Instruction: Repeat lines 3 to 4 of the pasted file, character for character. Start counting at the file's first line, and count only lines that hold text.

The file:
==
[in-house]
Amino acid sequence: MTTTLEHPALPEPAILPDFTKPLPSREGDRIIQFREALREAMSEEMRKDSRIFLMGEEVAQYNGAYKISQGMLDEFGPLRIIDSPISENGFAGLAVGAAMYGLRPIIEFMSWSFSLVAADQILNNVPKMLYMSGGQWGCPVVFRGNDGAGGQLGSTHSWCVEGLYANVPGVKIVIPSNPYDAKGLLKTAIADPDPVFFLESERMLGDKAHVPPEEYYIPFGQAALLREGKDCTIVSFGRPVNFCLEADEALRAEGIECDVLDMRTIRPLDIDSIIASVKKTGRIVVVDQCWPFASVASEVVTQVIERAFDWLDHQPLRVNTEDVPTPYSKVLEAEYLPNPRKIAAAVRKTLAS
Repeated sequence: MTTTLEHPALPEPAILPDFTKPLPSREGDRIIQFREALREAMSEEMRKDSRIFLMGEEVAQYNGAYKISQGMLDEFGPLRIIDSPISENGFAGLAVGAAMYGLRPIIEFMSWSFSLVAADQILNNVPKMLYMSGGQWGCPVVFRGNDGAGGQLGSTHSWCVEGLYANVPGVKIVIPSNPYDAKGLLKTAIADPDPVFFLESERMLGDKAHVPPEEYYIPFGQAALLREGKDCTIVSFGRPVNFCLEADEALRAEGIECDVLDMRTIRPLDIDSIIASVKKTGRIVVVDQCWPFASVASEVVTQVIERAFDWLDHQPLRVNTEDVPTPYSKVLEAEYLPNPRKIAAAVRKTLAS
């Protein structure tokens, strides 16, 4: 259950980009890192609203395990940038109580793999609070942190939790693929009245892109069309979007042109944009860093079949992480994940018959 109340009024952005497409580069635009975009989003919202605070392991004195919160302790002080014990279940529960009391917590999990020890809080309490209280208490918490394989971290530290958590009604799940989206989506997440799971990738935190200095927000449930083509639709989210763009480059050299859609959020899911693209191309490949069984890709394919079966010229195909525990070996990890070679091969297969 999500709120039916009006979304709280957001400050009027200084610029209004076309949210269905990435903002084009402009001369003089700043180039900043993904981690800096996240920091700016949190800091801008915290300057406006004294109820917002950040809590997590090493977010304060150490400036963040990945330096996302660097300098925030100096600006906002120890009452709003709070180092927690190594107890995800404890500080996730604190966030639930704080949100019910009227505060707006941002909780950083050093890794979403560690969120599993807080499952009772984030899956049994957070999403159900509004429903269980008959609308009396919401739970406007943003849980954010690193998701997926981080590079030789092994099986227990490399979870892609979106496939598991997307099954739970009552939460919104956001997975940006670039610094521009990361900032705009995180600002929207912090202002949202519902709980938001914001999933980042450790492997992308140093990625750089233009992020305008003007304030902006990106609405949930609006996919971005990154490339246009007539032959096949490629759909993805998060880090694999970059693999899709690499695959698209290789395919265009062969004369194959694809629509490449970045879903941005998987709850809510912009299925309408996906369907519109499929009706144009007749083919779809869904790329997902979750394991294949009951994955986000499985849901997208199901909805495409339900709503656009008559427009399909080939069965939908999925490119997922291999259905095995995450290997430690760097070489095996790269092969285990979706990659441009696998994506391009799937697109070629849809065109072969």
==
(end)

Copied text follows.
Repeated sequence: MTTTLEHPALPEPAILPDFTKPLPSREGDRIIQFREALREAMSEEMRKDSRIFLMGEEVAQYNGAYKISQGMLDEFGPLRIIDSPISENGFAGLAVGAAMYGLRPIIEFMSWSFSLVAADQILNNVPKMLYMSGGQWGCPVVFRGNDGAGGQLGSTHSWCVEGLYANVPGVKIVIPSNPYDAKGLLKTAIADPDPVFFLESERMLGDKAHVPPEEYYIPFGQAALLREGKDCTIVSFGRPVNFCLEADEALRAEGIECDVLDMRTIRPLDIDSIIASVKKTGRIVVVDQCWPFASVASEVVTQVIERAFDWLDHQPLRVNTEDVPTPYSKVLEAEYLPNPRKIAAAVRKTLAS
């Protein structure tokens, strides 16, 4: 259950980009890192609203395990940038109580793999609070942190939790693929009245892109069309979007042109944009860093079949992480994940018959 109340009024952005497409580069635009975009989003919202605070392991004195919160302790002080014990279940529960009391917590999990020890809080309490209280208490918490394989971290530290958590009604799940989206989506997440799971990738935190200095927000449930083509639709989210763009480059050299859609959020899911693209191309490949069984890709394919079966010229195909525990070996990890070679091969297969 999500709120039916009006979304709280957001400050009027200084610029209004076309949210269905990435903002084009402009001369003089700043180039900043993904981690800096996240920091700016949190800091801008915290300057406006004294109820917002950040809590997590090493977010304060150490400036963040990945330096996302660097300098925030100096600006906002120890009452709003709070180092927690190594107890995800404890500080996730604190966030639930704080949100019910009227505060707006941002909780950083050093890794979403560690969120599993807080499952009772984030899956049994957070999403159900509004429903269980008959609308009396919401739970406007943003849980954010690193998701997926981080590079030789092994099986227990490399979870892609979106496939598991997307099954739970009552939460919104956001997975940006670039610094521009990361900032705009995180600002929207912090202002949202519902709980938001914001999933980042450790492997992308140093990625750089233009992020305008003007304030902006990106609405949930609006996919971005990154490339246009007539032959096949490629759909993805998060880090694999970059693999899709690499695959698209290789395919265009062969004369194959694809629509490449970045879903941005998987709850809510912009299925309408996906369907519109499929009706144009007749083919779809869904790329997902979750394991294949009951994955986000499985849901997208199901909805495409339900709503656009008559427009399909080939069965939908999925490119997922291999259905095995995450290997430690760097070489095996790269092969285990979706990659441009696998994506391009799937697109070629849809065109072969």